Q. What if I inherit money or win the lottery right after I file?

A. If it's soon after the debts are discharged, some of the money may have to be used to pay the discharged debts. A lawyer can advise about this if it happens.

Q. How long does a bankruptcy case take?

A. This depends on the court schedule, the complexity of the case, if there are any objections to discharge and other factors. In New York City, an un-complicated Chapter 7 individual liquidation case with no assets available for the creditors can take about one month for the creditor meeting then another few months until the debts are discharged. Some of this time is to allow the creditors to decide if they want to object or challenge the discharge.

Q. After I file, can I keep what I earn, can I keep my salary or do I have to give it to the court?

A. You can think of the filing as drawing a line between what happened before the filing and what happens after the filing. Generally, you keep whatever you earn or save after the date of filing. The court takes kind of picture of your finances on the day you file and keeps the pre-filing events separate from the post (after)-filing events. There are exceptions to this that can be explained by your lawyer.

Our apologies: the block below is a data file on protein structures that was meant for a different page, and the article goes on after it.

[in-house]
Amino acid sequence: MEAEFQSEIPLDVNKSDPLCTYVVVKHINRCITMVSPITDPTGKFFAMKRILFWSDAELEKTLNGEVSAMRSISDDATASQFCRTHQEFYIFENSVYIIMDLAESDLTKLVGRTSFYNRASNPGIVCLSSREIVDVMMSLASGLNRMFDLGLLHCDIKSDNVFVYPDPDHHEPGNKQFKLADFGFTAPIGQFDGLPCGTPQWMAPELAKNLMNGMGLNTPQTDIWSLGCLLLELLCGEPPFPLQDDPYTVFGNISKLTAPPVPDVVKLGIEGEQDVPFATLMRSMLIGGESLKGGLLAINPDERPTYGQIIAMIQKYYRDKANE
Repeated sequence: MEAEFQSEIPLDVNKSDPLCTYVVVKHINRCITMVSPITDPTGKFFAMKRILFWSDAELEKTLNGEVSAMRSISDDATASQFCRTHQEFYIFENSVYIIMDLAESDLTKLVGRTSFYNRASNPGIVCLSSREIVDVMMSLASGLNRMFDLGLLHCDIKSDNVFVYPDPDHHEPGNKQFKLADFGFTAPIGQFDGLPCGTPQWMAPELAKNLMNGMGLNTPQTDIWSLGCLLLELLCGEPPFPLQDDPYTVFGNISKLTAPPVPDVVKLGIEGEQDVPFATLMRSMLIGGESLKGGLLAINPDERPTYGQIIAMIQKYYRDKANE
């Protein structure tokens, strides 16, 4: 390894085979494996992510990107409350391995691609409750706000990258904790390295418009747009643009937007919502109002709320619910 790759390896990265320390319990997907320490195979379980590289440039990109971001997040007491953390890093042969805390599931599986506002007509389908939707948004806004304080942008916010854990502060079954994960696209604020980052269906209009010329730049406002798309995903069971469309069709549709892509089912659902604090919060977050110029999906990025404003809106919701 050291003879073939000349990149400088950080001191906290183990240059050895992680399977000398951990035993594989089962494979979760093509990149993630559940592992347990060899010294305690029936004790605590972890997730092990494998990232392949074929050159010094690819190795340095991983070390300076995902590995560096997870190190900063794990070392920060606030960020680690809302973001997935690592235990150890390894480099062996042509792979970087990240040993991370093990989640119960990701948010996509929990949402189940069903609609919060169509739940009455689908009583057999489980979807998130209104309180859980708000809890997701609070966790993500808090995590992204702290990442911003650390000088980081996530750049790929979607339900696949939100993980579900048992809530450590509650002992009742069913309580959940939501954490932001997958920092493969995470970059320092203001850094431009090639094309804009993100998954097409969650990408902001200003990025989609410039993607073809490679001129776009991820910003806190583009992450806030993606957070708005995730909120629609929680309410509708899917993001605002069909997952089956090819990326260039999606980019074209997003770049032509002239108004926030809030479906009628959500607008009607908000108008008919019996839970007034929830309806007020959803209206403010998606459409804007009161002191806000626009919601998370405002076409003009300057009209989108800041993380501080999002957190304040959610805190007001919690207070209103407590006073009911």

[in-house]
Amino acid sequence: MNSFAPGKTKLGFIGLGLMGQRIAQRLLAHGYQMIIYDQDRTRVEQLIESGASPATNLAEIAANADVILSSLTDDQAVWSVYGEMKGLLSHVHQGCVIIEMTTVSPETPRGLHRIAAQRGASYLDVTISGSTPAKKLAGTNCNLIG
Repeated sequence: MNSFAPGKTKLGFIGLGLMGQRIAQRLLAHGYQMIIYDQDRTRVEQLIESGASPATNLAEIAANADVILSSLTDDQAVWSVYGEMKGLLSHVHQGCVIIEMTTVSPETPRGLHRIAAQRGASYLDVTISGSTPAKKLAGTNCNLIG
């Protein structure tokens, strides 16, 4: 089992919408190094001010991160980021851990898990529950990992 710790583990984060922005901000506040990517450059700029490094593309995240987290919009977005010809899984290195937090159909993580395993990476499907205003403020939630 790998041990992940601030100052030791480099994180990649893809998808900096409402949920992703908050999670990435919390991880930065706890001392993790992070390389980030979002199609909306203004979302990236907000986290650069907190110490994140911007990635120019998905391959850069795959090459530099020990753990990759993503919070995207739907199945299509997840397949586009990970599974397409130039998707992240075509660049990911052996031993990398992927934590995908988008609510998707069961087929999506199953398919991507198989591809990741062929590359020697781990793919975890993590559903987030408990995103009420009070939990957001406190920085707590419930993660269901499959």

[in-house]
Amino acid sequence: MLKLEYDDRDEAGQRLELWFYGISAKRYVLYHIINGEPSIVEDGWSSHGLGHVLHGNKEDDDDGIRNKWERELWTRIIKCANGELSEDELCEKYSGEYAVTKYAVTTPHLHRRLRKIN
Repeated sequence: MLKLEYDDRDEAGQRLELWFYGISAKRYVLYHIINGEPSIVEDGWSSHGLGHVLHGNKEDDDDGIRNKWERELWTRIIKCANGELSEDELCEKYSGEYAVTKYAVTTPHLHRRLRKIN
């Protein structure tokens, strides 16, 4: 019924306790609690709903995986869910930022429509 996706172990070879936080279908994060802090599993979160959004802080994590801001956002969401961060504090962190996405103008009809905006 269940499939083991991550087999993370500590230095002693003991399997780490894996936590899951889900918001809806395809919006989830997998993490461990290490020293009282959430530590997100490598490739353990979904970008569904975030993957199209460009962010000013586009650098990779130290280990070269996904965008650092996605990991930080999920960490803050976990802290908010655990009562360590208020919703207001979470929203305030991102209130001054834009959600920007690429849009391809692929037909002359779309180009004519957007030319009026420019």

Q. What do I do to start the bankruptcy?

A. We suggest you find a bankruptcy lawyer to advise you about the things to do and to answer questions such as can you continue to use the credit cards, can you apply for a loan now, what happens to your car, should your spouse file also. If you decide to file on your own, learn as much as you can, get the forms, fill them in and file them with the court clerk. (We do not recommend this. Even if a friend did it, your situation may be different.)

Q. What is the Means Test in the 2005 law?

A. The Means Test is a review and analysis of the income and expenses of the Debtor. It is used when the Debtor wants to file under Chapter 7 and liquidate (wipe out) the debts. Under the 2005 law, if the Means Test shows that the income less the expenses is above a specified level considering the state of residence, the family size, and other factors, the person will not be permitted to use chapter 7 but must file under Chapter 13.

In a Chapter 13 bankruptcy, the Debtor agrees to a plan to pay off most of the debts according to a schedule. The debts are not wiped out but might be reduced and paid off entirely or partly. A Chapter 13 payoff plan might last for several years.

This is a brief and general summary of the Means Test and its affect on Debtors. An attorney can give the details applicanble to a specific debtor.


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© Richard Madison, 2005     Last edit 18 Oct 2005

Law Office of Richard Madison